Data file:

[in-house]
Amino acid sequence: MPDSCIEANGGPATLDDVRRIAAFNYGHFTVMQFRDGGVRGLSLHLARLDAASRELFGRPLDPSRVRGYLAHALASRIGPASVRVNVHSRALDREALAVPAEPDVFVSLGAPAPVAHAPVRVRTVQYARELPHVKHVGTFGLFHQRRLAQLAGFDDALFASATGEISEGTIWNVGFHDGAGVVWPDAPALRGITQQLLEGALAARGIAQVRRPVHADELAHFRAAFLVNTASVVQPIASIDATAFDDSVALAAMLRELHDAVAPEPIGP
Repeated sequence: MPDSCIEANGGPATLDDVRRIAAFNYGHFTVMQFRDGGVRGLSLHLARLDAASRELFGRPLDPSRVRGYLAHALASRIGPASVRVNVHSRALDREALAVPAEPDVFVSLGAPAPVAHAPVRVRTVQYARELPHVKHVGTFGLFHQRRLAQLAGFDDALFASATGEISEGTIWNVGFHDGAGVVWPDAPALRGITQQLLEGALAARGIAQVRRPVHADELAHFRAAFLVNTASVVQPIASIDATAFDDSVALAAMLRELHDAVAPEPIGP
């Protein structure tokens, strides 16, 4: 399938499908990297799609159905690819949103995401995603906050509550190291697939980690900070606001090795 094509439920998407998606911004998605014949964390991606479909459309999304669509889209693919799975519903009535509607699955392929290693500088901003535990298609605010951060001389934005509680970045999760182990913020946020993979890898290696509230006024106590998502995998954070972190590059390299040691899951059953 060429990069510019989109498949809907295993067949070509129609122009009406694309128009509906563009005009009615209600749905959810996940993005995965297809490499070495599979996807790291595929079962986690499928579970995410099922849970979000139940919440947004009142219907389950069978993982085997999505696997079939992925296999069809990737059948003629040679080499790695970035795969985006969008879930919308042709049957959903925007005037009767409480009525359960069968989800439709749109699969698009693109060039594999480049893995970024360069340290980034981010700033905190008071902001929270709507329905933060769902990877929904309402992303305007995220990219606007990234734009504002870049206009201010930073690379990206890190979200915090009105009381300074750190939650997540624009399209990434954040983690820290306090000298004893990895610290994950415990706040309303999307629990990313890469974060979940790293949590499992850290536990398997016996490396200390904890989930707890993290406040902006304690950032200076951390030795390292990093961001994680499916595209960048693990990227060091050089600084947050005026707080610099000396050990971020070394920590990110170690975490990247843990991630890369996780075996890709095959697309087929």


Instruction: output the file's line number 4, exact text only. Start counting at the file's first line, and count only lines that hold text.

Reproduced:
């Protein structure tokens, strides 16, 4: 399938499908990297799609159905690819949103995401995603906050509550190291697939980690900070606001090795 094509439920998407998606911004998605014949964390991606479909459309999304669509889209693919799975519903009535509607699955392929290693500088901003535990298609605010951060001389934005509680970045999760182990913020946020993979890898290696509230006024106590998502995998954070972190590059390299040691899951059953 060429990069510019989109498949809907295993067949070509129609122009009406694309128009509906563009005009009615209600749905959810996940993005995965297809490499070495599979996807790291595929079962986690499928579970995410099922849970979000139940919440947004009142219907389950069978993982085997999505696997079939992925296999069809990737059948003629040679080499790695970035795969985006969008879930919308042709049957959903925007005037009767409480009525359960069968989800439709749109699969698009693109060039594999480049893995970024360069340290980034981010700033905190008071902001929270709507329905933060769902990877929904309402992303305007995220990219606007990234734009504002870049206009201010930073690379990206890190979200915090009105009381300074750190939650997540624009399209990434954040983690820290306090000298004893990895610290994950415990706040309303999307629990990313890469974060979940790293949590499992850290536990398997016996490396200390904890989930707890993290406040902006304690950032200076951390030795390292990093961001994680499916595209960048693990990227060091050089600084947050005026707080610099000396050990971020070394920590990110170690975490990247843990991630890369996780075996890709095959697309087929």